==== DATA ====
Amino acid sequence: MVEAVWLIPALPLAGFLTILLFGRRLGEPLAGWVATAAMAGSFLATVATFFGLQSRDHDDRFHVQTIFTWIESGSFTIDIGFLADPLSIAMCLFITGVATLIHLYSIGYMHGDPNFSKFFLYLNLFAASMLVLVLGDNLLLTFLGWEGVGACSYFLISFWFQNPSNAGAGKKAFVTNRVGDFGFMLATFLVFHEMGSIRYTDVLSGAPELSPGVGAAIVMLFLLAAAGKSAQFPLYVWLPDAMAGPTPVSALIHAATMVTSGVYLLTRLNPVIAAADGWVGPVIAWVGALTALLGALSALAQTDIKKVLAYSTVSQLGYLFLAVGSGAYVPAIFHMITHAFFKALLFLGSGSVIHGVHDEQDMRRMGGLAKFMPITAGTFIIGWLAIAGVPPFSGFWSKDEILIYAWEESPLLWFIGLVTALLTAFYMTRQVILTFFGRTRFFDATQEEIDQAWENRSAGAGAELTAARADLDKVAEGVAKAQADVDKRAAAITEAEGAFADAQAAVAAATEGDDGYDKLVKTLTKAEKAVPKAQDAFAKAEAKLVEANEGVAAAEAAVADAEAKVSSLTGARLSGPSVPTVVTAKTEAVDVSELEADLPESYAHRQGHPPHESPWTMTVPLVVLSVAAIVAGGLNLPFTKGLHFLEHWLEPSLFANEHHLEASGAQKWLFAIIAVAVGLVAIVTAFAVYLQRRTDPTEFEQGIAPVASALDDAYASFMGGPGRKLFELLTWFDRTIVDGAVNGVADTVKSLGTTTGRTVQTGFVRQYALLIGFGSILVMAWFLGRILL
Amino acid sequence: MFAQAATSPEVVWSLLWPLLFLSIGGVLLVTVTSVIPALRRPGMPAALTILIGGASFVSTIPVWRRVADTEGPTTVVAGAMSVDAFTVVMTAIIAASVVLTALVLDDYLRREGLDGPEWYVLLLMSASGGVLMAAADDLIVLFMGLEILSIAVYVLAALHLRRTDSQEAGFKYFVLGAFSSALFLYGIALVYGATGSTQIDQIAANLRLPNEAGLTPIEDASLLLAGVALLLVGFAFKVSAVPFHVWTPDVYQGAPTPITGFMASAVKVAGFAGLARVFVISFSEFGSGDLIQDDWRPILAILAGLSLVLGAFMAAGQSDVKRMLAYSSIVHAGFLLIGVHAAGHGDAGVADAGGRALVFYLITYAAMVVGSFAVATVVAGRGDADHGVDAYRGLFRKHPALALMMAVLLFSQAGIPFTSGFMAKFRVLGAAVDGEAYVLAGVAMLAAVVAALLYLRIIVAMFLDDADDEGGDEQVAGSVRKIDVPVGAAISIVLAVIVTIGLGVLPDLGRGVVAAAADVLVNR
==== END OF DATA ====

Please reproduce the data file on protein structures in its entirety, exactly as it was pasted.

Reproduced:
Amino acid sequence: MVEAVWLIPALPLAGFLTILLFGRRLGEPLAGWVATAAMAGSFLATVATFFGLQSRDHDDRFHVQTIFTWIESGSFTIDIGFLADPLSIAMCLFITGVATLIHLYSIGYMHGDPNFSKFFLYLNLFAASMLVLVLGDNLLLTFLGWEGVGACSYFLISFWFQNPSNAGAGKKAFVTNRVGDFGFMLATFLVFHEMGSIRYTDVLSGAPELSPGVGAAIVMLFLLAAAGKSAQFPLYVWLPDAMAGPTPVSALIHAATMVTSGVYLLTRLNPVIAAADGWVGPVIAWVGALTALLGALSALAQTDIKKVLAYSTVSQLGYLFLAVGSGAYVPAIFHMITHAFFKALLFLGSGSVIHGVHDEQDMRRMGGLAKFMPITAGTFIIGWLAIAGVPPFSGFWSKDEILIYAWEESPLLWFIGLVTALLTAFYMTRQVILTFFGRTRFFDATQEEIDQAWENRSAGAGAELTAARADLDKVAEGVAKAQADVDKRAAAITEAEGAFADAQAAVAAATEGDDGYDKLVKTLTKAEKAVPKAQDAFAKAEAKLVEANEGVAAAEAAVADAEAKVSSLTGARLSGPSVPTVVTAKTEAVDVSELEADLPESYAHRQGHPPHESPWTMTVPLVVLSVAAIVAGGLNLPFTKGLHFLEHWLEPSLFANEHHLEASGAQKWLFAIIAVAVGLVAIVTAFAVYLQRRTDPTEFEQGIAPVASALDDAYASFMGGPGRKLFELLTWFDRTIVDGAVNGVADTVKSLGTTTGRTVQTGFVRQYALLIGFGSILVMAWFLGRILL
Amino acid sequence: MFAQAATSPEVVWSLLWPLLFLSIGGVLLVTVTSVIPALRRPGMPAALTILIGGASFVSTIPVWRRVADTEGPTTVVAGAMSVDAFTVVMTAIIAASVVLTALVLDDYLRREGLDGPEWYVLLLMSASGGVLMAAADDLIVLFMGLEILSIAVYVLAALHLRRTDSQEAGFKYFVLGAFSSALFLYGIALVYGATGSTQIDQIAANLRLPNEAGLTPIEDASLLLAGVALLLVGFAFKVSAVPFHVWTPDVYQGAPTPITGFMASAVKVAGFAGLARVFVISFSEFGSGDLIQDDWRPILAILAGLSLVLGAFMAAGQSDVKRMLAYSSIVHAGFLLIGVHAAGHGDAGVADAGGRALVFYLITYAAMVVGSFAVATVVAGRGDADHGVDAYRGLFRKHPALALMMAVLLFSQAGIPFTSGFMAKFRVLGAAVDGEAYVLAGVAMLAAVVAALLYLRIIVAMFLDDADDEGGDEQVAGSVRKIDVPVGAAISIVLAVIVTIGLGVLPDLGRGVVAAAADVLVNR